Signs Special Issue: RAGE

Andrew Mazzaschi's picture
Call for Publications
December 21, 2018 to September 15, 2019
Massachusetts, United States
Subject Fields: 
African American History / Studies, Women's & Gender History / Studies, Anthropology, Sexuality Studies, Literature

Signs: Journal of Women in Culture and Society

Special Issue: RAGE

Editors: Sarah Haley (UCLA), Carla Kaplan (Northeastern University), and Durba Mitra (Harvard University)

Deadline: September 15, 2019

Full call for submissions and submission instructions:

Feminists are raging.  This special issue will consider our rage as a global, complex phenomenon that mandates interdisciplinary and intersectional analysis. Rage is historical. Rage can be deeply exclusionary, recognizable as a legitimate emotion for only a privileged few. It is an instrument of patriarchy as well as a potential feminist resource. Rage shapes moral claims for racial justice, movements against gender violence, and opposition to the global rise of authoritarian regimes.  Rage can do so in ways that both extend and depart from the histories of feminist and queer raging that marked late-twentieth-century radical feminism, global organizing against HIV/AIDS, and against police brutality. Rage is embedded in the fabric of institutions, in public policy, and in conservative rhetoric. It animates white supremacist and patriarchal violence as well as feminist resistance.  Women’s rage has historically been medicalized, pathologized, and perceived as antinormative and antisocial. Yet rage also marks transgressive arenas such as black feminist culture, thought, and politics. Black feminist theory has offered critical insights on rage’s eloquence, uses, and violent racialization, while public figures such as Serena Williams force us to grapple with rage as public refusal, as well as a labor resource and commodified affect. This special issue seeks to further explore rage as a conundrum, or double agent, operating both for and against feminism: visceral, transgressive, galvanizing, and socially constructed.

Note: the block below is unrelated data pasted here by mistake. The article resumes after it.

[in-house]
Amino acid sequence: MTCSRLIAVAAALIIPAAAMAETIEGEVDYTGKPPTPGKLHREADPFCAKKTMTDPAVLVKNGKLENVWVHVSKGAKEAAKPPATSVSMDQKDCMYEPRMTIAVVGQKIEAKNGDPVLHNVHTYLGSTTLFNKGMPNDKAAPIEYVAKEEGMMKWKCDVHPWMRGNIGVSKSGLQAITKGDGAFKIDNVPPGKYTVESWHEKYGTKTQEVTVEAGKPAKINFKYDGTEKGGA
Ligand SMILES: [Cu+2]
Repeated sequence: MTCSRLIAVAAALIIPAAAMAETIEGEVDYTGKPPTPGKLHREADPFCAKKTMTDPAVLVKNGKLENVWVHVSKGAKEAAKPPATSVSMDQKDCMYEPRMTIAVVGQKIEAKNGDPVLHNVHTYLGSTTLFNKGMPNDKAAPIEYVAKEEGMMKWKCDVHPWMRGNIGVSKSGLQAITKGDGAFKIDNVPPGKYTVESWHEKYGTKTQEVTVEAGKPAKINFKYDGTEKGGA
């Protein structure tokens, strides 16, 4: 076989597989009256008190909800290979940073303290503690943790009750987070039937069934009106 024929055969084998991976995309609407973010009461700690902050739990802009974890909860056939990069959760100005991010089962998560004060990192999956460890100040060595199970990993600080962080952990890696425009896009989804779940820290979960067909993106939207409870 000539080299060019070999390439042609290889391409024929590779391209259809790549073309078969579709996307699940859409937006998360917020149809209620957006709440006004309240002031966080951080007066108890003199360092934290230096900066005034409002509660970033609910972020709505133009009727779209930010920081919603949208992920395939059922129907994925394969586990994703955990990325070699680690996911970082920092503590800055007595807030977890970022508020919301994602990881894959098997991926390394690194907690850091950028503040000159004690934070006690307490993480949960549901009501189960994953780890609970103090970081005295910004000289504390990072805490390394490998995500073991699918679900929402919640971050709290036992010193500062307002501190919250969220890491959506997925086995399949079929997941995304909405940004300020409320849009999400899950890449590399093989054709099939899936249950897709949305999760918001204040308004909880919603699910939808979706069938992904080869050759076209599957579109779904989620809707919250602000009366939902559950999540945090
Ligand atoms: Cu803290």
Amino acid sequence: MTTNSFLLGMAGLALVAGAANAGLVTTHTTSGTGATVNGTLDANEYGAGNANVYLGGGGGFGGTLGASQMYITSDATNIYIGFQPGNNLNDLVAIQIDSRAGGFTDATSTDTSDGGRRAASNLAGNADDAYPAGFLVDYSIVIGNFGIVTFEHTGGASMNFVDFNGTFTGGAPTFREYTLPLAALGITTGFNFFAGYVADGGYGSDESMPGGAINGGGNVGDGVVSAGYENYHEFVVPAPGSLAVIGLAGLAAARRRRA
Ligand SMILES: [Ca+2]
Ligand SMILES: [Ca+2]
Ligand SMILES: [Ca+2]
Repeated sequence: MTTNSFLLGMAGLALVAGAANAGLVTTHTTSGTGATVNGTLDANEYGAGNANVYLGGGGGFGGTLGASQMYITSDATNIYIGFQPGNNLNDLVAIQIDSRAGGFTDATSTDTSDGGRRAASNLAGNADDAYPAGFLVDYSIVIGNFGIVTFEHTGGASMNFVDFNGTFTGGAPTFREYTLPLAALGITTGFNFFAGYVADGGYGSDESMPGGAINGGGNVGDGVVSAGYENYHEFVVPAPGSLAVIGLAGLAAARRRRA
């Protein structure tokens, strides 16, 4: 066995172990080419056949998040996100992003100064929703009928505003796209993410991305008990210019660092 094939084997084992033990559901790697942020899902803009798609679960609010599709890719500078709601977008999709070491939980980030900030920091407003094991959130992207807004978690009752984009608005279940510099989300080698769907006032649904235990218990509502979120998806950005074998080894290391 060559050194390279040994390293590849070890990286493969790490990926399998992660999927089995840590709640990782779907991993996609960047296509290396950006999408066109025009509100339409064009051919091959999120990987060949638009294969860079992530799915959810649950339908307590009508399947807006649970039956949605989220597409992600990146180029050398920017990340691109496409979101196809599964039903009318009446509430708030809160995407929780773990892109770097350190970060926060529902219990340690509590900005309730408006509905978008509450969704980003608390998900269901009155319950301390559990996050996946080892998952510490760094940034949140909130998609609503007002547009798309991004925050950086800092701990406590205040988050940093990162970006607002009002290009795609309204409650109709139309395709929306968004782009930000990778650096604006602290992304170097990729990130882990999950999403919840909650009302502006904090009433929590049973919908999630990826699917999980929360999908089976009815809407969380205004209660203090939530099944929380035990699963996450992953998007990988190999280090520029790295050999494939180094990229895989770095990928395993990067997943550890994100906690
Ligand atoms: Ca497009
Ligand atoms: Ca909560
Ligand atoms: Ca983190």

Signs particularly welcomes bold essays that engage the complex dynamics of rage as personal and social, affective, and political, and that consider rage in empirical and theoretical ways.  These essays should consider broader affective, political, social, and historical contexts. Signs encourages essays that address large questions, debates, and controversies without employing disciplinary or academic jargon. We seek essays that are forceful, passionate, strongly argued, and willing to take risks. We are interested in essays that are historical as well as those that engage contemporary situations, texts, performances, representations, and movements. We invite essays that break with academic conventions, as well as those that deploy those conventions creatively. We seek essays that rage, as well as those that offer ways to move our energies forward.